|GPG, Chapter II.C.2.g.(viii) Indirect Cost||Trish Lowney||Foreign Grantees that have never had negotiated IDC are limited to 10% MTDC. Seems to conflicts with II-17/(e) Subawards: foreign subrecipients not eligible for IDC.
Consistency needed or otherwise explain why handled differently D14.||Language in both the subaward and indirect cost sections of the Grant Proposal Guide has been revised to clarify application of a de minimus rate.|
|GPG, Chapter II.C.2.g.(viii). Indirect Cost||University of Minnesota||We would like to take this opportunity to thank NSF for its clear and unambiguous statement in its proposed implementation plan about the need for pass-through entities to honor their subrecipient's negotiated F&A rate. NSF's well-articulated position on this supports full cost recovery.||Thank-you. No NSF response required.|
|GPG, Chapter II.D.3.. Ideas Lab||Council on Governmental Relations||It is not clear what the nature and extent of support from NSF will be for participants in Stage 3 of the Ideas Lab. If a participant is expected to travel and/or contribute substantial portions of their time—substantial enough to re-allocate their institutional responsibilities—we believe the institution should be a party to any agreement to participate. If, as indicated, the Stage 2 selection process uses the preliminary proposal format in Fastlane with the required submission through the Sponsored Program Office, our concerns about notification are alleviated. If there are costs associated with participation that will be provided by NSF, we assume that participant support would be allocated as a grant through the institution with the usual budgetary considerations related to participant support. Because of the collaborative nature of the Ideas Lab, we assume any Stage 4 invited full proposals will be submitted according to the Special Guidelines described at GPG Ch. II d. 5. This approach raises some questions concerning the submission process and we encourage NSF to clarify the submission process either in the Funding Opportunity Announcement or in the PAPPG.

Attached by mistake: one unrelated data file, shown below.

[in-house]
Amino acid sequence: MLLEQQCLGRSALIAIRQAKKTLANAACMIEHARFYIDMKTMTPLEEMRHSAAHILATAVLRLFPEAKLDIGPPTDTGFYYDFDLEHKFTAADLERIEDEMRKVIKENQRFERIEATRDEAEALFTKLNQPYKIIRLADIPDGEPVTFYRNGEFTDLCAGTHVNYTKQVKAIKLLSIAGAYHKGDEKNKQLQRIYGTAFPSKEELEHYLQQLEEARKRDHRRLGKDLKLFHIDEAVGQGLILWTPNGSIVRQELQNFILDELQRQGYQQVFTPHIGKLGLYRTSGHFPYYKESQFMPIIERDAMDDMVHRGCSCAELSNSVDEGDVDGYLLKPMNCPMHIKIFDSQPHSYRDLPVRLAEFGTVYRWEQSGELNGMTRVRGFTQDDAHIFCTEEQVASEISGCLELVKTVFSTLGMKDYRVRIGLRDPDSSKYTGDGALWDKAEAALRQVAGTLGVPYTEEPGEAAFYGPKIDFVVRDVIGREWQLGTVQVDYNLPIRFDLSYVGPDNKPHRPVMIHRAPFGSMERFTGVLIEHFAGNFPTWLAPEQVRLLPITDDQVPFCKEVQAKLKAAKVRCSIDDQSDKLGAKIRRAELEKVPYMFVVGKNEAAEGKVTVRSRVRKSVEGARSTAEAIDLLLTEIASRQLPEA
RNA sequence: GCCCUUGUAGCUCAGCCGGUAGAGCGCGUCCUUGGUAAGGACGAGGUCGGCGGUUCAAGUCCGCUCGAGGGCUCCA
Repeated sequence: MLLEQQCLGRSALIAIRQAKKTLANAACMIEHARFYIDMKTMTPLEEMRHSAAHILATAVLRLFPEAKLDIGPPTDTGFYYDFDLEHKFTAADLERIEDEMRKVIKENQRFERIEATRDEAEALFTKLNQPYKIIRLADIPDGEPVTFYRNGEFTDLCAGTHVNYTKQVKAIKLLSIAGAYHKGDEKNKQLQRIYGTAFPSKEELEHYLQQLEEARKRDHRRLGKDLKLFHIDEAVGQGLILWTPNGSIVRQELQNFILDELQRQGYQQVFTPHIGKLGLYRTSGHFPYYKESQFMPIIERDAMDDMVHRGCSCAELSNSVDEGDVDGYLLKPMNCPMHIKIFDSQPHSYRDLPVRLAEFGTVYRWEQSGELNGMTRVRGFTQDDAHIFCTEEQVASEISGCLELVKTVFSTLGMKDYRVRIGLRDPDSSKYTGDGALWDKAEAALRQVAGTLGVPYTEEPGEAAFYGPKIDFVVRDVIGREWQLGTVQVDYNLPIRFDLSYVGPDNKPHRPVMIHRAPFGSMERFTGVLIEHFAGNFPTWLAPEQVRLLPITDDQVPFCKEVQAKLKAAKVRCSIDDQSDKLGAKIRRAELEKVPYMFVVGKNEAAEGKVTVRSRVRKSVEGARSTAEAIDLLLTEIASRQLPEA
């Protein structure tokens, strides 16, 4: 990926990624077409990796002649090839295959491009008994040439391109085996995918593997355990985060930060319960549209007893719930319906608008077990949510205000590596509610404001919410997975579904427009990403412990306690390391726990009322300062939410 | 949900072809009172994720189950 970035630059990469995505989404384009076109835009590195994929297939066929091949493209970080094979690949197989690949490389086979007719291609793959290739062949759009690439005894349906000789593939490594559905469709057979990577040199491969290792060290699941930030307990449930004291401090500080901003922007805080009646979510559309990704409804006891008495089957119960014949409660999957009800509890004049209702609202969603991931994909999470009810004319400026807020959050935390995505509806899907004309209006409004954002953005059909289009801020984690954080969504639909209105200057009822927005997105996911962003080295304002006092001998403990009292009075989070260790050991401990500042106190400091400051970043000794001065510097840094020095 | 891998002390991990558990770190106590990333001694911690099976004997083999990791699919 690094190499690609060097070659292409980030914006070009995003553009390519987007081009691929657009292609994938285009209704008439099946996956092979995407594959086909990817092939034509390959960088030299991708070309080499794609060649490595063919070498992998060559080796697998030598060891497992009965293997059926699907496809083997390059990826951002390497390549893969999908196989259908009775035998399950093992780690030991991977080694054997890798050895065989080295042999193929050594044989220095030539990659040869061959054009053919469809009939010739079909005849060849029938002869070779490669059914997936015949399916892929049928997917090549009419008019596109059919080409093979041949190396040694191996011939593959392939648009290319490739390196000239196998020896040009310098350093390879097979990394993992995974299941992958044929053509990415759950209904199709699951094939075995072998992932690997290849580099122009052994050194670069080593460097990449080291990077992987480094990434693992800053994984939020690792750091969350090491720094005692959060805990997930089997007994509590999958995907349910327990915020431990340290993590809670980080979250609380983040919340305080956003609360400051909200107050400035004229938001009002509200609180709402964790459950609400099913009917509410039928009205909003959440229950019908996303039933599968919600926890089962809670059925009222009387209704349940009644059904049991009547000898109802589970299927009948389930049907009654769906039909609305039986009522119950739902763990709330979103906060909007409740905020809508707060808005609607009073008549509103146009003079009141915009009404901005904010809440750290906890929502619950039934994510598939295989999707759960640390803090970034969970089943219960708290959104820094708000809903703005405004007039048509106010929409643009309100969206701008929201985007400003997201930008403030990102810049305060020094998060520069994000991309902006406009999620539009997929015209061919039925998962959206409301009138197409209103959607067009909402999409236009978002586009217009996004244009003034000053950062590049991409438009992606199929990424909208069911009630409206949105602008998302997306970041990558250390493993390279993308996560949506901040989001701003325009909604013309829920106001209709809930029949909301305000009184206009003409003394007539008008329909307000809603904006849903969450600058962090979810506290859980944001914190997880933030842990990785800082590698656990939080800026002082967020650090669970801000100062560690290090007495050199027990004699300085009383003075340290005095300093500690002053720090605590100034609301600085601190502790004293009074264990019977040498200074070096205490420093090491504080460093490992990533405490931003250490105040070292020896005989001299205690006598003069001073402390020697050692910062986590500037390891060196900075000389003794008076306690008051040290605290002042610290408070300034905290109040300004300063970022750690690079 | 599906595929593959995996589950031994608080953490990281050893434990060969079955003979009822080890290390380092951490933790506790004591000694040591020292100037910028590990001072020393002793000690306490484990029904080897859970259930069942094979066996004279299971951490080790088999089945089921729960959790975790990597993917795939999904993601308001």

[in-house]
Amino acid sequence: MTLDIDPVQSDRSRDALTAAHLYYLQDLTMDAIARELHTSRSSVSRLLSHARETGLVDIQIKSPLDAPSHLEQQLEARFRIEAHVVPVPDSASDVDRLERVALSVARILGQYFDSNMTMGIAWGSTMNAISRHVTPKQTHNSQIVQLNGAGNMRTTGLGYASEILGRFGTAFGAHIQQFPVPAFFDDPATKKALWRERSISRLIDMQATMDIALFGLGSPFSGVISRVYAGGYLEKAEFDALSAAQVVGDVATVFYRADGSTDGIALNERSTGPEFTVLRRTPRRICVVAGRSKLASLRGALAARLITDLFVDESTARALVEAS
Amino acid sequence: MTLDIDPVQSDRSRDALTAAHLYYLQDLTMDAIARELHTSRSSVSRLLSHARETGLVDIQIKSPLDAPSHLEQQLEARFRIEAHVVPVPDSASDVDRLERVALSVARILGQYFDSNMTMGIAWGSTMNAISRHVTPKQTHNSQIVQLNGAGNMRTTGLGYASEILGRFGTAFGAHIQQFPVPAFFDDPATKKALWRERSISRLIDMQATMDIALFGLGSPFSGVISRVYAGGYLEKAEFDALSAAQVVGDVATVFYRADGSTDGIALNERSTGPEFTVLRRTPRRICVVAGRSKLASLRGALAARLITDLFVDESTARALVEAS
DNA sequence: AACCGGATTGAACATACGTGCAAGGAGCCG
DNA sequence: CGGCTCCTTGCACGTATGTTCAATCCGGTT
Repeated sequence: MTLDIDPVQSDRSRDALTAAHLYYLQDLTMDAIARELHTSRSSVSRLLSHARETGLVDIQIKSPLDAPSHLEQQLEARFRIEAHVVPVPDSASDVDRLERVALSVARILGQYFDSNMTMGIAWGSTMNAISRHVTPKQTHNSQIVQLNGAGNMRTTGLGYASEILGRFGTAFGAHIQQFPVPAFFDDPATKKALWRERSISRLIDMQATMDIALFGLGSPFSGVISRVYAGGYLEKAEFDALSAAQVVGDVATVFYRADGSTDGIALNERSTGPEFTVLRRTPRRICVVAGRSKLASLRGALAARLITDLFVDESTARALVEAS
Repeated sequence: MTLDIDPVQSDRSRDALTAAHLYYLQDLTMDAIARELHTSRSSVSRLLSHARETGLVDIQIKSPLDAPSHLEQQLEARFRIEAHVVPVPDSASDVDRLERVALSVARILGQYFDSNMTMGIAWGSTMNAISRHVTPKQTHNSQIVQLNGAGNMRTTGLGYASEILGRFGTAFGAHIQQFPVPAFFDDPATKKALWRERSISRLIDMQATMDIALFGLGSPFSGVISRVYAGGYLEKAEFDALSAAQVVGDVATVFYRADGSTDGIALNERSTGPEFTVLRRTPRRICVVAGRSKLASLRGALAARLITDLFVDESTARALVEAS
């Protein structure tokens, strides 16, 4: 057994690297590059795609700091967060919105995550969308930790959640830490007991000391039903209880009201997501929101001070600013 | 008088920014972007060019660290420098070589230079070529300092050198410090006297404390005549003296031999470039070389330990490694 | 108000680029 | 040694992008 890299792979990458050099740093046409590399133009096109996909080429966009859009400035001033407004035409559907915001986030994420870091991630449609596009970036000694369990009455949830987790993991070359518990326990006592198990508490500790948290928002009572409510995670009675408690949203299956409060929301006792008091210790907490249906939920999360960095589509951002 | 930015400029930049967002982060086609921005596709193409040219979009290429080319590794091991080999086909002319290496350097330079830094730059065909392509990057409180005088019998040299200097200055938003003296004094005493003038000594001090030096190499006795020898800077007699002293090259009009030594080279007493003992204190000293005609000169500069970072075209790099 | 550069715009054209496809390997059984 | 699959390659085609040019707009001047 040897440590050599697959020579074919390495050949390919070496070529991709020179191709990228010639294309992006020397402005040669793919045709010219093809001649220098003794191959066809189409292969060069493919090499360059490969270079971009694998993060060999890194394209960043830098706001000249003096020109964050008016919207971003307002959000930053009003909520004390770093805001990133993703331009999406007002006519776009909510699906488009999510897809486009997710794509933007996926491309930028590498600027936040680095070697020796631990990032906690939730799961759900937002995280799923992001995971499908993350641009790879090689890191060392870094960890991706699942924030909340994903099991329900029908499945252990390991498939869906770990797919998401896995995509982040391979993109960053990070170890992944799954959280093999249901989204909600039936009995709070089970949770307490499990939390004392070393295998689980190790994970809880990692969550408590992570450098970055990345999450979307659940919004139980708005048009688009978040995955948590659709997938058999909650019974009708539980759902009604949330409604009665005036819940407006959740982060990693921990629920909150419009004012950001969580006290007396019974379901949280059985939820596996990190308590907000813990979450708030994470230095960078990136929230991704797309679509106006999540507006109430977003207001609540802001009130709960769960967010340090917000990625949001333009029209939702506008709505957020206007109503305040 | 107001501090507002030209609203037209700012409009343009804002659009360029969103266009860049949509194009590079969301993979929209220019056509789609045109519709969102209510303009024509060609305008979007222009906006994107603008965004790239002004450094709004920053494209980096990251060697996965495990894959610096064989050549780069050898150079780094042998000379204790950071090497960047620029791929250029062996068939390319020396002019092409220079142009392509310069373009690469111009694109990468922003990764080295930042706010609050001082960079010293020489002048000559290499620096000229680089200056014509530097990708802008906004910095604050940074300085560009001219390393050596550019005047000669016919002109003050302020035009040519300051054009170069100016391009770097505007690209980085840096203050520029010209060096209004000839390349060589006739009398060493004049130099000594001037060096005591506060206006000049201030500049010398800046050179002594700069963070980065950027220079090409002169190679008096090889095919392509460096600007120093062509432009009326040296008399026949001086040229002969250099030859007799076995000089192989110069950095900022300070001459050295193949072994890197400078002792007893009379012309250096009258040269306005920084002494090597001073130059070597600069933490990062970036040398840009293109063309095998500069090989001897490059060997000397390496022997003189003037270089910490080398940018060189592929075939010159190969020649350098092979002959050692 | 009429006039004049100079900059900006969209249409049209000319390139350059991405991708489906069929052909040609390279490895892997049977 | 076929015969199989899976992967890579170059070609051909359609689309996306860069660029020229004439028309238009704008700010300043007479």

Will the participating institutions have the option to submit either a single proposal or simultaneous proposals from all participating organizations?
Will renewal proposals require a preliminary proposal or submission of a full proposal within a regular funding cycle?||Language has now been added to specify the anticipated length of the Ideas Lab. The funding opportunity will clearly instruct the selected teams on how the full proposal should be prepared, and will address whether it should be submitted either as a single proposal or as simultaneous proposals from all participating organizations.
Unless otherwise specified in the funding opportunity, renewal proposals will be submitted as standard research proposals following the guidance provided in the Grant Proposal Guide.|
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|GPG, Chapter II.D.6. Proposals for Equipment||Trish Lowney||Notes that equipment to be purchased, modified or constructed must be described . . . Seems to conflict with II-16 other direct costs presented above? That is, constructed equipment—equipment if > capitalization threshold and in equipment budget line (with associated alteration and modification costs) and *not* in other direct costs?||Language has been revised in the Equipment Proposal preparation instructions in GPG, Chapter II.C.2.g.(iii) to address the issue.|
|GPG, Chapter II.D.8. Dual Use Research of Concern||Council on Governmental Relations||We appreciate that the provisions for meeting the US Government Policy for Oversight of Life Sciences Dual Use Research of Concern and the proposed US Government Policy for Institutional Oversight of Life Sciences Dual Use Research of Concern have been described as contingent on the publication of the final US Government Policy for Institutional Oversight of Life Sciences Dual Use Research of Concern. However, we understand that these are two separate but linked policies and that the agencies are expected to meet the requirements of the US Government Policy for Oversight of Life Sciences Dual Use Research of Concern. We agree with the observation at AAG Ch. VI B 5 b. that it is unlikely that NSF sponsored research will fall under these policy requirements. Nonetheless, it may be helpful to offer more direction at GPG Ch. II D. 9 to the grantee concerning the implementation of the policy for agencies. An indication of how NSF will engage in the development of plans with grantee organizations to mitigate the risks associated with DURC may be helpful. Such a statement or provision could outline the path for communications with NSF as in the AAG and the process for reporting by the PI/PD described in the agency policy.||Dual Use Research of Concern will now not be implemented in this version of the PAPPG and all DURC-related language has been removed.|